'YOUR WIFE WEARS COMBAT BOOTS"- MUDSLINGING IN POLITICS
‘YOUR WIFE WEARS COMBAT BOOTS”- MUD-SLINGING IN POLITICS
Well, another presidential campaign has come and gone. It will take awhile to clean-up all the mud flung fast and furious by both sides. Mitt Romney would deny women their contraceptives; and you had to love this one from the DNC- “Women, you better run and get your abortions before Romney takes office.” President Obama is a Communist Muslim (is that combination actually possible? I thought communists were atheists.) As usual, the American people rolled their eyes, shook their heads, and could not wait for Election Day to be over, just so they would no longer have to endure anymore obnoxious commercials. The talk show pundits despaired concerning the depths to which the opposing party would sink, while yearning for the good old days of the clean, issue driven political campaign. Did such a time really ever exist? No, not quite.
The disparaging and demeaning of your political adversaries has a long history in the United States, going back to the formation of parties during George Washington’s Administration. The cutting sound bytes of a TV or radio ad were not yet available, so the followers of Thomas Jefferson (Democrat-Republicans) and Alexander Hamilton (Federalists) employed newspapers and pamphlets to degrade their rivals. Even the Father of Our Country was not immune to the stinging barb of the pen, though he tried desperately to stay above the fray. As his views were known to be closer to Hamilton’s ( a strong national government), Jefferson’s states’ rights supporters let the president have it: Washington wants to be a king, look at that pretentious carriage he drives around Philadelphia in, and the lavish parties he throws, please. By his second term, poor George was portrayed as a tottering old man, sliding into senility by the opposition press. Not the stuff of Mount Rushmore.
For his part, Thomas Jefferson was one of the first targets of the now standard political ploy- question the moral character of your opponent. Jefferson’s transgression, of course, involved fathering children by one of his slaves. Only a rumor at the time (though later shown to be true after Jefferson was dead and gone), the Federalists gleefully pounced on the story anyway. Personal attacks could have tragic consequences. During the 1828 campaign, the harping of Andrew Jackson’s enemies on the fact his wife Rachel had not been properly divorced from her first husband caused such distress, it led to her untimely death before Old Hickory took office. Jackson never forgave his critics for the attacks on his wife, and he was not a man you wanted on the other side.
The anger engendered by real and perceived slights sometimes boiled over into violence. The most famous example from early America is Aaron Burr shooting Alexander Hamilton in a duel after years of bitter political battles between the two New York rivals. The same fate almost befell our most revered president, Abraham Lincoln. Before his rise to prominence, Lincoln’s wife Mary sent some anonymous letters to an Illinois newspaper ridiculing Democrat James Shields. The enraged Shields traced the letters back to Lincoln and challenged him to a duel. The reluctant Honest Abe felt he had no choice but to accept, in order to preserve Mary’s honor. The incident soon passed into the surreal when Lincoln proposed cavalry broad swords as the weapons of choice, instead of the customary pistols (which makes you wonder how seriously the future president took the whole thing). Luckily, friends of the two men stepped in, before the silly nonsense went any further. Lincoln learned his lesson, however, and never personally savaged a political figure again.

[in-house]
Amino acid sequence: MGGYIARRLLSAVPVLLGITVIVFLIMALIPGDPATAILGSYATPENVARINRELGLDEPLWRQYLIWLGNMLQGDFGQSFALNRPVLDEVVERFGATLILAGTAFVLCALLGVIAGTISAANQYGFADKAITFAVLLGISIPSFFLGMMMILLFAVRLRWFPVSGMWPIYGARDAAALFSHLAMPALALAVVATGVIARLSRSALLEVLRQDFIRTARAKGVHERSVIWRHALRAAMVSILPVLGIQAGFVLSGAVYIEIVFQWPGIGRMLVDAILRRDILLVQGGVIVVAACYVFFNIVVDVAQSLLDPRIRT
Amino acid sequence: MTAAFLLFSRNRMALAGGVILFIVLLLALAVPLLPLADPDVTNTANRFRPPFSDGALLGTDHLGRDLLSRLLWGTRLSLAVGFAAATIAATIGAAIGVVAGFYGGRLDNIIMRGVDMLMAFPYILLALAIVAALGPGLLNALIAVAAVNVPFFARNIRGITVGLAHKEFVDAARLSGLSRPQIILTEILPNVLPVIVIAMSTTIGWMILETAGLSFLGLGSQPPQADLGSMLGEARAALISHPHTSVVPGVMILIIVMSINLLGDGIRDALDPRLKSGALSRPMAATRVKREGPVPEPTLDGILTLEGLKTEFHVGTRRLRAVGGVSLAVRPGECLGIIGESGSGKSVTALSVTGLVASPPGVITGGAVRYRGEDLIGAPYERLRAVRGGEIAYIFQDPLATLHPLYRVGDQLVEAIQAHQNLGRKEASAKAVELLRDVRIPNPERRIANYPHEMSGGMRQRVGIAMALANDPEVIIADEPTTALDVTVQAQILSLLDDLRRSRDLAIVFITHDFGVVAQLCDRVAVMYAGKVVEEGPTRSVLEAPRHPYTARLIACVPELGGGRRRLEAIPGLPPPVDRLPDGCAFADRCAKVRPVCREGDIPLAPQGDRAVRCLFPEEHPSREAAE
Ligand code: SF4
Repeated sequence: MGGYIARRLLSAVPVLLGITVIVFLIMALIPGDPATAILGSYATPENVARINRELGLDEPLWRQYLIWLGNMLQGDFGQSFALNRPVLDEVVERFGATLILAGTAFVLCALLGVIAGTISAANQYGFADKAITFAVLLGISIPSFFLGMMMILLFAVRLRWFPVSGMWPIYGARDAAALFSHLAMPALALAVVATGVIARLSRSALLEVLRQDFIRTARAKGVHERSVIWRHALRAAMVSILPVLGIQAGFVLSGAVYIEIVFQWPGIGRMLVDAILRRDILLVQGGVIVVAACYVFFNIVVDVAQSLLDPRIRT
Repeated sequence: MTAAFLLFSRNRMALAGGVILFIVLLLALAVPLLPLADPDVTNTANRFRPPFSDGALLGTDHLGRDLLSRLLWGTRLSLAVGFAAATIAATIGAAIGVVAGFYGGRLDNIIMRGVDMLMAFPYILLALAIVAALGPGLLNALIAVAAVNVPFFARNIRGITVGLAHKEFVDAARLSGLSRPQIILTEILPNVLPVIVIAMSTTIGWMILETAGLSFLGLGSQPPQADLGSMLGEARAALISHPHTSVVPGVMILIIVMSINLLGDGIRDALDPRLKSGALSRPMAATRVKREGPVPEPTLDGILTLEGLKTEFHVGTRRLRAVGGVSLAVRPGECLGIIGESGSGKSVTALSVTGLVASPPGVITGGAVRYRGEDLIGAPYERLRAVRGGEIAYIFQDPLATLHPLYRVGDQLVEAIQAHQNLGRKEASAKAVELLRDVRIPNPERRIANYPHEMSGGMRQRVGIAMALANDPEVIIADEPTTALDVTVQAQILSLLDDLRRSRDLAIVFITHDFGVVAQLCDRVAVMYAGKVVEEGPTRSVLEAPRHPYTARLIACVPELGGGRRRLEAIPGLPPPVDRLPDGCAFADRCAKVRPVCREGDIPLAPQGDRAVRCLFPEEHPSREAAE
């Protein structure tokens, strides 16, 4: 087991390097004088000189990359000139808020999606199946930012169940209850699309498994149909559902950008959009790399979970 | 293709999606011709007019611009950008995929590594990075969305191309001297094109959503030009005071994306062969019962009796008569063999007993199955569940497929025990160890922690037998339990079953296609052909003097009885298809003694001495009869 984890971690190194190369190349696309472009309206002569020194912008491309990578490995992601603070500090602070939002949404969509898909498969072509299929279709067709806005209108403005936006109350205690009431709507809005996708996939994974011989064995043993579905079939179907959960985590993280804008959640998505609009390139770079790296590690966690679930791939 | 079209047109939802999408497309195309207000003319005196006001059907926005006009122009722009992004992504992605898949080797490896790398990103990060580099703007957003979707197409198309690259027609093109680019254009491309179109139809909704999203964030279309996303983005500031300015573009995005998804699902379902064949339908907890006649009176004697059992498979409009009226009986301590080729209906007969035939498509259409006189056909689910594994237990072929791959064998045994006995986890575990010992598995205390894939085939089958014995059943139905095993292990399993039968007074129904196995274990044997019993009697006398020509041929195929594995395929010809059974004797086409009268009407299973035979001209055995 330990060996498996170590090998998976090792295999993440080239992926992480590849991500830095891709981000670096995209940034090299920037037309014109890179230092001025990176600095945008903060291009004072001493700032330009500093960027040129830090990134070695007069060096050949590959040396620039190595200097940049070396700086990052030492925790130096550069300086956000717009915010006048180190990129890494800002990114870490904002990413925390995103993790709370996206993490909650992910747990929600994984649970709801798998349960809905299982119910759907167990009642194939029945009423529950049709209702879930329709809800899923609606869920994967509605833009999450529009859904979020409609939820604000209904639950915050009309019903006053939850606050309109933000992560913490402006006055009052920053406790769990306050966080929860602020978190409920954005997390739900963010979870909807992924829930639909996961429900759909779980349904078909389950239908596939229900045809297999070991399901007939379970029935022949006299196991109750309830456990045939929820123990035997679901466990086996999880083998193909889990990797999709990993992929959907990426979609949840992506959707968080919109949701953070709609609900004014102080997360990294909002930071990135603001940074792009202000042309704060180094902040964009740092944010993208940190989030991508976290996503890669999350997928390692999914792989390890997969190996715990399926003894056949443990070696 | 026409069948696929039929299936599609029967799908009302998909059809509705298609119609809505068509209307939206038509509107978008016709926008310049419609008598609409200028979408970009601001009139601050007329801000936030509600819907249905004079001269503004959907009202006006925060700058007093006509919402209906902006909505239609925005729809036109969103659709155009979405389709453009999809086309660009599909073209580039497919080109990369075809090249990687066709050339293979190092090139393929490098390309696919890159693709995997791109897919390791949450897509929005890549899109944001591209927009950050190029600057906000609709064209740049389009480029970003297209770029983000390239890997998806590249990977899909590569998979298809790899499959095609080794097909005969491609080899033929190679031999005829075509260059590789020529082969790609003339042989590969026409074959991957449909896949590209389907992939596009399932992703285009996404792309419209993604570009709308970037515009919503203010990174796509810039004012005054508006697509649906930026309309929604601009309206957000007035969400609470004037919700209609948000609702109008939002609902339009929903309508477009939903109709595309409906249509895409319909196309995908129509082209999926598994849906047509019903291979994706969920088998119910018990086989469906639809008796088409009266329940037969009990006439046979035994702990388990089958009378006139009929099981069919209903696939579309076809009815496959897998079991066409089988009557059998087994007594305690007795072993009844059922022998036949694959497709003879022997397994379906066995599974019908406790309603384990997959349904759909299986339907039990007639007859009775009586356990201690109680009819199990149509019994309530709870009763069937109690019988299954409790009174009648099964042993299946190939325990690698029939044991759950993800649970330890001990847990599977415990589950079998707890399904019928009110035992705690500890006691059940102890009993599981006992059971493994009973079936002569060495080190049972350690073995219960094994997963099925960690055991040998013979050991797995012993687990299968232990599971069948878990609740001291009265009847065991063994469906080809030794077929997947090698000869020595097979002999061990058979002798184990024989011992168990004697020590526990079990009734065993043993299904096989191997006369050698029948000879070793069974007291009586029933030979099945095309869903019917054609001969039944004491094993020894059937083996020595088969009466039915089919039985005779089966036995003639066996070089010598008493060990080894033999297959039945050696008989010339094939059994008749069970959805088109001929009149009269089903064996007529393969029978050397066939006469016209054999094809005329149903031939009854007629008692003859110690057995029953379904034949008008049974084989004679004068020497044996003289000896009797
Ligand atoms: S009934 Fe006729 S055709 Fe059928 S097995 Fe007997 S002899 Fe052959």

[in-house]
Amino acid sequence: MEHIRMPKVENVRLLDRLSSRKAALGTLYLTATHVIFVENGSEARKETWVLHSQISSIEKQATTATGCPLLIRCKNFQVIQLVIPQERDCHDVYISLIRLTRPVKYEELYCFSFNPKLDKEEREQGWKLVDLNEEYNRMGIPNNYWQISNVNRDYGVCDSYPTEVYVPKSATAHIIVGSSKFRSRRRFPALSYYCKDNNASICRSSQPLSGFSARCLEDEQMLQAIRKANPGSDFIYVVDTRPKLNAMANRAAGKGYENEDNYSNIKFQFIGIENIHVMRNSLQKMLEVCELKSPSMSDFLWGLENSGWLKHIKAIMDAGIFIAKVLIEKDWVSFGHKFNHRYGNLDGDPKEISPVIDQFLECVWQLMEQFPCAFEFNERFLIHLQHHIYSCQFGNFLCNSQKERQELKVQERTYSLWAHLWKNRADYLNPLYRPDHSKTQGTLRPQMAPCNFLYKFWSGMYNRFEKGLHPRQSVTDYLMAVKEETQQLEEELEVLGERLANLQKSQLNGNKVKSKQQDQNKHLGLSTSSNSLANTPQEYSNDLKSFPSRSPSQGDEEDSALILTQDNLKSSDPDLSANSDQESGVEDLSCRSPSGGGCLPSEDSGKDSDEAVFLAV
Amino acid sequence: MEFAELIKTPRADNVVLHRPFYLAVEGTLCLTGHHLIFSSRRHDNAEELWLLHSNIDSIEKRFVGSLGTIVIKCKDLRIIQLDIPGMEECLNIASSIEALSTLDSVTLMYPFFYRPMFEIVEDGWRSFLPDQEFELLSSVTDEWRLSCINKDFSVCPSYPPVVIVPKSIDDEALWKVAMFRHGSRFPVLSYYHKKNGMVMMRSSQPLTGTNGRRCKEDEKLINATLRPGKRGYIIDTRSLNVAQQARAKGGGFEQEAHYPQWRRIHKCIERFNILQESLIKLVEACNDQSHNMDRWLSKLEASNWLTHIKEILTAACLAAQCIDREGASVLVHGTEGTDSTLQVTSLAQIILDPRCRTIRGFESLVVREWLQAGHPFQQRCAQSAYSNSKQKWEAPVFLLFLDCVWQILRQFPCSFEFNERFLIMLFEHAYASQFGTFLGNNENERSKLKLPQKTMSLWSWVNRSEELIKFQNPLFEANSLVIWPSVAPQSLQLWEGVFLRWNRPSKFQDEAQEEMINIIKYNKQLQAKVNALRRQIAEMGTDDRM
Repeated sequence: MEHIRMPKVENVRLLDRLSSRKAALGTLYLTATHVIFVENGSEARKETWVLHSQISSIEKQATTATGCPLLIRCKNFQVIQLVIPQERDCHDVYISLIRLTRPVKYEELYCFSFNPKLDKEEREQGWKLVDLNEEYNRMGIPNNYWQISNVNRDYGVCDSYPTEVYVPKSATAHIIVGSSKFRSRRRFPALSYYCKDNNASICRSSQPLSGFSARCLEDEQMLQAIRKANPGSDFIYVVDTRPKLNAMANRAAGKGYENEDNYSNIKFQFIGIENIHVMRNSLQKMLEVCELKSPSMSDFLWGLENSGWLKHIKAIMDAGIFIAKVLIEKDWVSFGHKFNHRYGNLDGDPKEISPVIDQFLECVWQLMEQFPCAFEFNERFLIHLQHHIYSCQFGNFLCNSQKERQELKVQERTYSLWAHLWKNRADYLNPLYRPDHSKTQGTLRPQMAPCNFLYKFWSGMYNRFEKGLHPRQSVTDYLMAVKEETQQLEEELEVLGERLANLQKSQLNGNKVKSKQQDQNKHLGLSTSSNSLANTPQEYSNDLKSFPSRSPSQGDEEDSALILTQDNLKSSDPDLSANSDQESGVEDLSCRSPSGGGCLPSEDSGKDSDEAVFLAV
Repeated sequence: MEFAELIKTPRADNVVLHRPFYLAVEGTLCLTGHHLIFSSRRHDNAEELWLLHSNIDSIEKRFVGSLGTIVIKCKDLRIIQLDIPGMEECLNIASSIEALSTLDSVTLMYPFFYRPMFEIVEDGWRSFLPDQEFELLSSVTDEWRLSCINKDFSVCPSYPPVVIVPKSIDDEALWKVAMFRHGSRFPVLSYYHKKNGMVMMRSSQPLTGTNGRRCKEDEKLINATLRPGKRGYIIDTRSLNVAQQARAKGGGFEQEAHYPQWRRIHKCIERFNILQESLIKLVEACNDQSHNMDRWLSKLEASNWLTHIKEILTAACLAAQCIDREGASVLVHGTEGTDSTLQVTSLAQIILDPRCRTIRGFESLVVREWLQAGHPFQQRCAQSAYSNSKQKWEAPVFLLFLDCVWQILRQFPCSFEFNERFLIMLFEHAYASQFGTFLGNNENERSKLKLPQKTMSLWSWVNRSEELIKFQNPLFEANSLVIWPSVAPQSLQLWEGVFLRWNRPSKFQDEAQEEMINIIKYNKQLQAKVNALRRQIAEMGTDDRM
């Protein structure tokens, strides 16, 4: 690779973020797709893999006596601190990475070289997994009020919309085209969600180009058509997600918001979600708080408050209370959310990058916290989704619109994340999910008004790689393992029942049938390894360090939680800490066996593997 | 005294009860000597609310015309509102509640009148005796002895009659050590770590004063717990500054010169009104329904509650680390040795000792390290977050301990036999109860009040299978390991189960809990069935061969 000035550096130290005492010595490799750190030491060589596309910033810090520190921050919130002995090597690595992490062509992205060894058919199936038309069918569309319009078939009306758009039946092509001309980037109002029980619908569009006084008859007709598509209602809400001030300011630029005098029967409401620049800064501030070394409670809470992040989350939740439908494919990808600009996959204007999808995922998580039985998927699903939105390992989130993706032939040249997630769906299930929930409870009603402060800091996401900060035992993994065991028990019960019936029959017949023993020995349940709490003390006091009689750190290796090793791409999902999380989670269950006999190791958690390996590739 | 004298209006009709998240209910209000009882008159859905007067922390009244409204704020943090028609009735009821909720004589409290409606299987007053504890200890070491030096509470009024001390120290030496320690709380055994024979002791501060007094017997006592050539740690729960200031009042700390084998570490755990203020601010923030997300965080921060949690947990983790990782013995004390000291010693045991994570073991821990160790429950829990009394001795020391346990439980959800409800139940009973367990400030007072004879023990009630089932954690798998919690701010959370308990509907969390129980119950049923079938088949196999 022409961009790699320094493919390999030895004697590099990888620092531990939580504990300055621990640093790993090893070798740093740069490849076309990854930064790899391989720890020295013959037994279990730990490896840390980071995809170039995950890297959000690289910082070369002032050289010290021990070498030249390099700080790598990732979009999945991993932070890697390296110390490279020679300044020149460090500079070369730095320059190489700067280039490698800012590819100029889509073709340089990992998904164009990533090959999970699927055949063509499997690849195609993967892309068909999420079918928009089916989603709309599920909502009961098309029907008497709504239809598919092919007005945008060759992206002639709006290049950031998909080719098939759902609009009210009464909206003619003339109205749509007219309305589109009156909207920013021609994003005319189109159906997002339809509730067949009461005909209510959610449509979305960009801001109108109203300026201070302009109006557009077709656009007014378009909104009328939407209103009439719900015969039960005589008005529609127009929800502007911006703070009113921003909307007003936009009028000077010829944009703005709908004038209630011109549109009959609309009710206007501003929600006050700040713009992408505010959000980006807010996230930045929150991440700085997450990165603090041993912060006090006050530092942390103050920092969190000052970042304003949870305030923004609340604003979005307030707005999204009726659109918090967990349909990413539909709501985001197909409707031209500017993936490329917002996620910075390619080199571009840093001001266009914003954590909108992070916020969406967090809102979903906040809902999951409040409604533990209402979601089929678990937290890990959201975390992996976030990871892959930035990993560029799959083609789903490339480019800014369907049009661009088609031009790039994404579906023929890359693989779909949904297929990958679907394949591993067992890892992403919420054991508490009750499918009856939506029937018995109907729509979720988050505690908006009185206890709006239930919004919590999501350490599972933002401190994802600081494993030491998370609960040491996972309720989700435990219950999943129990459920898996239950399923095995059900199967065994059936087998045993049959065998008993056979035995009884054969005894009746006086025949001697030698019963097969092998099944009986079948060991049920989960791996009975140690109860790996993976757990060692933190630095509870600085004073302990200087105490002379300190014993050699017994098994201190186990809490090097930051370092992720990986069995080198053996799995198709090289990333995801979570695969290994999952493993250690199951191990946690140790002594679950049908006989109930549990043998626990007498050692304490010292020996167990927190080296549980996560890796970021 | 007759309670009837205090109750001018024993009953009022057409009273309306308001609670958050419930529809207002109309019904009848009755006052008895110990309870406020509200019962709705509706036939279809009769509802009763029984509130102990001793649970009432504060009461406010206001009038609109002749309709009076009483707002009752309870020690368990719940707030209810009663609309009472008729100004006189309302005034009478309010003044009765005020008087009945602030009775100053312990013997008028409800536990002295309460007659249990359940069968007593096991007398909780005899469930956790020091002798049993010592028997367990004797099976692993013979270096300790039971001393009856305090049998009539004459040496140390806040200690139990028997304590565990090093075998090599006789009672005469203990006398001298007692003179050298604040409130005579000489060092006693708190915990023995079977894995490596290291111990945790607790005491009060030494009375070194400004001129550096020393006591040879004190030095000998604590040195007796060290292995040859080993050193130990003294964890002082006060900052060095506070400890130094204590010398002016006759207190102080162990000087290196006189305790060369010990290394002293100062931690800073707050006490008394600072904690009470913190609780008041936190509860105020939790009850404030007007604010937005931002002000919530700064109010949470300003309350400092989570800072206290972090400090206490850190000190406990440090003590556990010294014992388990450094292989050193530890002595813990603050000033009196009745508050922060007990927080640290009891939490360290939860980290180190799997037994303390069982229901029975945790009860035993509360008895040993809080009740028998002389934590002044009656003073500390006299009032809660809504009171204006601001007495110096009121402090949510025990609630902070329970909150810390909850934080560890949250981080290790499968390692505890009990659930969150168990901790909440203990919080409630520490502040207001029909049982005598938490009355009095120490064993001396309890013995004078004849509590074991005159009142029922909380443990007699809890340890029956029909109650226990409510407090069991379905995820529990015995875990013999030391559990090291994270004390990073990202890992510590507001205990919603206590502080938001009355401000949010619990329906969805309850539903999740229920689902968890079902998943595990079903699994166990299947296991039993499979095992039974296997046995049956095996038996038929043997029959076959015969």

It would not be many years later before violence exploded in the hallow halls of Congress over political insults. By the 1850’s, the debate over slavery had become so bitter that Senators and Congressmen took to carrying pistols, knives, and even whips while attending sessions. In 1856, Senator Charles Sumner of Massachusetts delivered a blistering attack on the South and slavery concerning the fighting going on in Kansas between pro and anti-slavery groups. His calling out of genteel South Carolina Senator Andrew Butler caused Butler’s cousin, Congressman Preston Brooks, to beat Sumner bloody and senseless with a cane in the Senate chamber the day after the Massachusetts man finished his speech. It would be several years before Sumner could return to work. While outrage would seem to be the appropriate reaction to Brooks’ conduct, many Southerners sent him congratulatory notes and new canes, including one bearing the inscription, “Hit him again.”
Fortunately, such scenes no longer occur, but the stagnation and dysfunction of the pre-Civil War federal government is comparable to the situation in Washington today. That is maybe why the American people have less patience for the mudslinging and nasty tone of political campaigns. Hamilton and Jefferson traded heavy jabs, but it did not prevent them from getting things done. The same cannot be said for today’s politicians, from president to Congress, all the way down the line. Trillions of dollars are spent, with precious little to show for it. Attacking your opponent, of course, is a useful distraction from your own shortcomings. The just finished presidential election, which was particularly low and dirty, left one with the impression that neither the president nor Romney had much of substance to offer. It also does not appear that things will change anytime soon. The mud will keep flying as the nation sinks ever deeper into it. Thus we can expect to hear reporters asking that ever popular question, “Does your wife really wear combat boots?”